Most business owners hate conflict. As a result, they shy away from firing employees, changing vendors and dismissing customers that hold their company back. This makes for weak leaders. Successfully managing disagreements are an inevitable part of growing any business. Like everything else, resolving conflict is a skill that needs to be learned and practiced over and over again no matter how painful it is.
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It is important to be able to look at any conflict from at least two different points of view. Here are three easy steps to resolve any business conflict—and a few personal ones too:
1. Ask “If we are able to resolve this conflict, what does success look like?”
This will allow each party to state their goals and the end result they need to be satisfied. Many times, both parties actually have similar goals, but are striving to reach it in different ways. If after asking this question, the two goals are mutually exclusive, then this is a good signal that resolution will be difficult to achieve. In this case, separation or termination is the best path.
2. Ask “What is going well in the relationship?”
Ask this question next in order to make both parties aware that there are things that are actually work that can form the basis for a relationship or mutual gain going forward. It is often the most surprising part of the process on how much people actually agree!
3. Ask “What is not going well in the relationship?”
This now allows the real disagreement to come out in a more measured and “civilized” fashion. It is alright at this stage if there needs to be some accusations and ranting in order to get that pent up frustration out. Many times, things are said that have been held on to by one of the parties for many years. While not discouraging it, allow a limited period of time for this discussion so it does not dominate the entire conversation. The answers to this question will focus the real and hidden issues.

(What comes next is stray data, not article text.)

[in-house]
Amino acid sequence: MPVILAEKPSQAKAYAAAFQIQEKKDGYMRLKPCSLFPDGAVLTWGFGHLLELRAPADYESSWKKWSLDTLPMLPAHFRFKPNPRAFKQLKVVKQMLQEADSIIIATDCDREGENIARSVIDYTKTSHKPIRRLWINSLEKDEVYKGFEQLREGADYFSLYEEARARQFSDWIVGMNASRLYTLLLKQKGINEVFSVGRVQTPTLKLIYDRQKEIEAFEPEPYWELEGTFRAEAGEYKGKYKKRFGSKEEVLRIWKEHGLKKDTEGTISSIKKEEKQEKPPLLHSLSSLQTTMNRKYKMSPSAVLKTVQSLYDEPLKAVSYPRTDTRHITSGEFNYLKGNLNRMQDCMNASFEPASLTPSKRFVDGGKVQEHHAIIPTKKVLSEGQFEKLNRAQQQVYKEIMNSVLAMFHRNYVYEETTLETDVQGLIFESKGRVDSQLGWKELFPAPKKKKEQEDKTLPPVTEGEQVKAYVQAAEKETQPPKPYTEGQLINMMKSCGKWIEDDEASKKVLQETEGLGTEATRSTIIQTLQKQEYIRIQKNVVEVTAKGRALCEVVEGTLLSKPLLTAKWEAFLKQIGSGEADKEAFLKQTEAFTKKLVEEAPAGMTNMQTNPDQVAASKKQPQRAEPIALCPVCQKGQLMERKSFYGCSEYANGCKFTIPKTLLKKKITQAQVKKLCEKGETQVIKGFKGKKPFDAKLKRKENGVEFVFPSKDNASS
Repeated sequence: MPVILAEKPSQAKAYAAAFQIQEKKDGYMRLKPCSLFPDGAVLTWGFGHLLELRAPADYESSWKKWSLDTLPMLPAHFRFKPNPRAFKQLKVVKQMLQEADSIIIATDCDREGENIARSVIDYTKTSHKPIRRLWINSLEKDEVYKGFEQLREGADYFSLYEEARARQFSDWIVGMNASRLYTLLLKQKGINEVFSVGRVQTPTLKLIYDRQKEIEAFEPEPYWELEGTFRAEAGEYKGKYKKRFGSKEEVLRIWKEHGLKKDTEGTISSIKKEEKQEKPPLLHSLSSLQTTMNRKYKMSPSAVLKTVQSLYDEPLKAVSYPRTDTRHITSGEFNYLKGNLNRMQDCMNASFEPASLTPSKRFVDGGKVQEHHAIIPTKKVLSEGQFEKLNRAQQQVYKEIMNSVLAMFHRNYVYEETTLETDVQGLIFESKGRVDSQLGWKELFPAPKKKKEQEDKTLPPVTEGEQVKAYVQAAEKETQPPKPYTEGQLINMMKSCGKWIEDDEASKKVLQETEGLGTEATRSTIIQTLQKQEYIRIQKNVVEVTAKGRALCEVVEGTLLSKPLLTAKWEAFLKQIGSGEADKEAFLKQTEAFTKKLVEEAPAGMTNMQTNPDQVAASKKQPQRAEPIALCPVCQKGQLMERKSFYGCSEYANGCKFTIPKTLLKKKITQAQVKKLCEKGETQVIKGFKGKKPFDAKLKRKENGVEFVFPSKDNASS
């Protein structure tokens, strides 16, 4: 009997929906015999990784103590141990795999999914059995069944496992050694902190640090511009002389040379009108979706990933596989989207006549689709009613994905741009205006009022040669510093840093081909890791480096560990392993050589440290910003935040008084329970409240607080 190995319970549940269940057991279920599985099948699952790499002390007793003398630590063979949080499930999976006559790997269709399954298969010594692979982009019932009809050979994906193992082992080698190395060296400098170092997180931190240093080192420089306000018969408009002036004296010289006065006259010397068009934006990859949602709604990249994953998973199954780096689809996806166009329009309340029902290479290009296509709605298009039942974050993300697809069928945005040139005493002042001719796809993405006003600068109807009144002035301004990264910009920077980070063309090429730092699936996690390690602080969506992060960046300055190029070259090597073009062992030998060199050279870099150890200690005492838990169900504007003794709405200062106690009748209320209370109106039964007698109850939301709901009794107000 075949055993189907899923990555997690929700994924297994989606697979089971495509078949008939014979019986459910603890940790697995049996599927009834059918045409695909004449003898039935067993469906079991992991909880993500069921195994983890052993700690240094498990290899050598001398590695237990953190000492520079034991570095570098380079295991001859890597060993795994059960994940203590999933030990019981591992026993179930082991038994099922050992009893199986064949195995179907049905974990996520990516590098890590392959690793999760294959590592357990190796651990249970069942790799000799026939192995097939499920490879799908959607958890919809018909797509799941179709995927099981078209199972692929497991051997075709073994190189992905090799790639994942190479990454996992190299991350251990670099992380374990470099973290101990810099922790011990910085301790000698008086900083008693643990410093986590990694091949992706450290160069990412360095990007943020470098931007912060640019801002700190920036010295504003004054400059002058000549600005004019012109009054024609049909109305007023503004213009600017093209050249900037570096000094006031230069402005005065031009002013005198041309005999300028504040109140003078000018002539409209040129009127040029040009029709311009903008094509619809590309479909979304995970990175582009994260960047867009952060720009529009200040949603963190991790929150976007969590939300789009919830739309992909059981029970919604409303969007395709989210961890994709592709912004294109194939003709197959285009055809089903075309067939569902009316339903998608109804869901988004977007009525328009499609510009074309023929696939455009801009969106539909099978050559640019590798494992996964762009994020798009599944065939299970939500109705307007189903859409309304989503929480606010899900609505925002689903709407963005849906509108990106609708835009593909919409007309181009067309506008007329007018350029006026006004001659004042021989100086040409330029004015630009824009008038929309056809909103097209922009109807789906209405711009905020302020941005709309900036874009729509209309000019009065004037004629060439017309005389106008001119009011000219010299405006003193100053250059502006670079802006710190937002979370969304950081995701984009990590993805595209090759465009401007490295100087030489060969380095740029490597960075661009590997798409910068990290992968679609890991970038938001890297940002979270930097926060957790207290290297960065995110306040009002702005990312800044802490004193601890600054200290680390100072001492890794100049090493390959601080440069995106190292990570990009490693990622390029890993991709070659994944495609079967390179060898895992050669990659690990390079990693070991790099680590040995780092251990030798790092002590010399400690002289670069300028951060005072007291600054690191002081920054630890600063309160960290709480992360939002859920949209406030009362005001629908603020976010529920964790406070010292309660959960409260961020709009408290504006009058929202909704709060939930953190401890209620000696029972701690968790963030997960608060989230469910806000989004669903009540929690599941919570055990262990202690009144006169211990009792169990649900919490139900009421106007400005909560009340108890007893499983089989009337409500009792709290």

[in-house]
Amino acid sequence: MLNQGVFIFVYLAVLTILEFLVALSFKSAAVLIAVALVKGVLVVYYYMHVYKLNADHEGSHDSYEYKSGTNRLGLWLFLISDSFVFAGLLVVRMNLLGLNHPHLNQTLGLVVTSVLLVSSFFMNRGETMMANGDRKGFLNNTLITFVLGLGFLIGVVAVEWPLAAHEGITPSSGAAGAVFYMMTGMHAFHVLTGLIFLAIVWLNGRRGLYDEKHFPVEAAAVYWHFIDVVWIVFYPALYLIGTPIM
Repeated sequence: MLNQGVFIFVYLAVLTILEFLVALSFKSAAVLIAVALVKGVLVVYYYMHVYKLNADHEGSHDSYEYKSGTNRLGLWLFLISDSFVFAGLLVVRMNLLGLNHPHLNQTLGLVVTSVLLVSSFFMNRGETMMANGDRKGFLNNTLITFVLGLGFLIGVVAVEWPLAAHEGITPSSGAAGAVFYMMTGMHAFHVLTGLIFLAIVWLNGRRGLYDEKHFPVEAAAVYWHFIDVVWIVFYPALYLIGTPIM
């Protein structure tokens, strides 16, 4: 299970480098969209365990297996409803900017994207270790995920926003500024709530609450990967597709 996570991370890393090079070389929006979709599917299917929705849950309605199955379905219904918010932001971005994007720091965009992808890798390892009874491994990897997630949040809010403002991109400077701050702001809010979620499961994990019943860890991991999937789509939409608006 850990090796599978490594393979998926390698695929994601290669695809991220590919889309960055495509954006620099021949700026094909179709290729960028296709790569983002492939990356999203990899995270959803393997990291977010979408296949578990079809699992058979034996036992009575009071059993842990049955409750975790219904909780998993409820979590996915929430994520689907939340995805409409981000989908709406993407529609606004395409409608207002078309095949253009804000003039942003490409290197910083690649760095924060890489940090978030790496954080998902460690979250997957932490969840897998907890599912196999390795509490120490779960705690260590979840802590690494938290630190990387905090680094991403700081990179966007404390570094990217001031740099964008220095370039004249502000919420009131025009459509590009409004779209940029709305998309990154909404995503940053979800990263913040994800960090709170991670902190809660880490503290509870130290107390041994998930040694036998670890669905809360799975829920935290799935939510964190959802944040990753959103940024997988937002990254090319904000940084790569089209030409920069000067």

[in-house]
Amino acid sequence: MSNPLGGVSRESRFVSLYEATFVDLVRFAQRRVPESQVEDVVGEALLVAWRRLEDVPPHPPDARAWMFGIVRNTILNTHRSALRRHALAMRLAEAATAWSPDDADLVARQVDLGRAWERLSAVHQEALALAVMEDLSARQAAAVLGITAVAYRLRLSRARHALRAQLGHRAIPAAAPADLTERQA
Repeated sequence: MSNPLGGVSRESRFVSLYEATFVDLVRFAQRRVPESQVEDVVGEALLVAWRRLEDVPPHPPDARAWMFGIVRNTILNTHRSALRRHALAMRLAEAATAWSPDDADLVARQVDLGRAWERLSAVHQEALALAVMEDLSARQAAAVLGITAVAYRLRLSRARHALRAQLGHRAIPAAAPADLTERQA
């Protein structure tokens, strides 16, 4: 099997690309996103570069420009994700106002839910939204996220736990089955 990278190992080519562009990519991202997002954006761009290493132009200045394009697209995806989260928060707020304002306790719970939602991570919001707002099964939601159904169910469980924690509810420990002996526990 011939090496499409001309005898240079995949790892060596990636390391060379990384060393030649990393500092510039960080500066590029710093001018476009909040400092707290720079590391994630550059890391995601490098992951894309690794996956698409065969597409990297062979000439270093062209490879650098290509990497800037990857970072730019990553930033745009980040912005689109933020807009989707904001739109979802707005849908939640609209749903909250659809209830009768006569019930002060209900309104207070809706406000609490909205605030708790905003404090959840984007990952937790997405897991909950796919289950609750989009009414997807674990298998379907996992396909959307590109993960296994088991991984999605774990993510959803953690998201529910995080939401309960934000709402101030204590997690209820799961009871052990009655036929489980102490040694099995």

Based on these answers, a solution can usually be mapped out. Document the solution and give each party time to review it. An agreement today sometimes falls apart overnight when each party realizes the answers they gave are not the real ones and the questions have to be answered again. This is not necessarily a bad thing and these three questions may need to be asked to the two parties multiple times to get the true answers and find a suitable resolution.
While this process does not always bring agreement, it does bring resolution. Sometimes deciding that the two parties can’t do business together is also a desired result. Allowing each business to disengage and move forward is a positive step. Being stuck in an unresolved conflict does not serve either party.
How do you resolve business conflicts?